The following suggestions come from people who have lived through sexual assault and are doing well.

If you’ve been sexually abused or assaulted:

  • Remember, you are not alone. Other people have been through this and made it out the other side. You can, too.
  • Reach out. Tell someone what happened. Talk with a counselor, friend, teacher, parent or clergy person. Or call one of the¬†confidential helplines now. Keep telling until you find the support you want and need.
  • Don’t take on the blame. When a child is molested by an adult, the adult is responsible, no matter what the child did, said or felt at the time. If a person of any age forces sex on another, that is rape.
  • Be kind to yourself. Accept that you may feel fear, rage, sadness, shame or guilt. Or not feel much at all. What happened can affect your thoughts about yourself, other people, or your own sexuality. These feelings and thoughts are normal after rape or abuse. Healing lets you work through them so that you can be in charge of your life and your future.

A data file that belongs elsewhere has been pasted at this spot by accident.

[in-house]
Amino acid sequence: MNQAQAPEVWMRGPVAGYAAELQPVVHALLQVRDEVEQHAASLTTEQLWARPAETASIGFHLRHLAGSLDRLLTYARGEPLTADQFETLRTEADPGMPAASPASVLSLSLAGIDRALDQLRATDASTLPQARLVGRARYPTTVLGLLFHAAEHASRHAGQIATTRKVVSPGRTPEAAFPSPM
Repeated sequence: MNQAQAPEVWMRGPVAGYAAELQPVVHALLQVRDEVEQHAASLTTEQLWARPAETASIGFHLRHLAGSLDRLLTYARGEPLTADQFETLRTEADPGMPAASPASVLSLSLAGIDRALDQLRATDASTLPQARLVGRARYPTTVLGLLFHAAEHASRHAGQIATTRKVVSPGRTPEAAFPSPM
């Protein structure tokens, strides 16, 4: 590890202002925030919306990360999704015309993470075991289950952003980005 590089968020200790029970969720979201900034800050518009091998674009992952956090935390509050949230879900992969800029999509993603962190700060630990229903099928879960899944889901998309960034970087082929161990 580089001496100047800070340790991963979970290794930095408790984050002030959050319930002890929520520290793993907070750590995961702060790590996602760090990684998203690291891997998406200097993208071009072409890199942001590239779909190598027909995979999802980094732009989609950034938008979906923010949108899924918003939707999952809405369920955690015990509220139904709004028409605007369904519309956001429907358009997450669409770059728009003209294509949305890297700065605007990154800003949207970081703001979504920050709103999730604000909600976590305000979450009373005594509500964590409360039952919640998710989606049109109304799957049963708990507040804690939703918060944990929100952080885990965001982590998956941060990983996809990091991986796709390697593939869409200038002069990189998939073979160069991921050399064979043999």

• Find ways to tell your story. Draw, write, sing. Putting your experience outside of yourself is an excellent way to help yourself heal.
  • Get outside. Walk, run, ride a bike. Get in touch with nature. When you are physically active, you feel better.
  • Know that you can heal. No matter when the assault occurred, even if it was years ago, healing is always possible. Look for a counselor who is trained to help sexual abuse survivors. Call your local Rape Crisis center or a national helpline for referrals.

You can find more resources at websites and books and in Strong at the Heart.

*** The information on this page is not intended to take the place of medical advice, professional counseling, or crisis intervention.***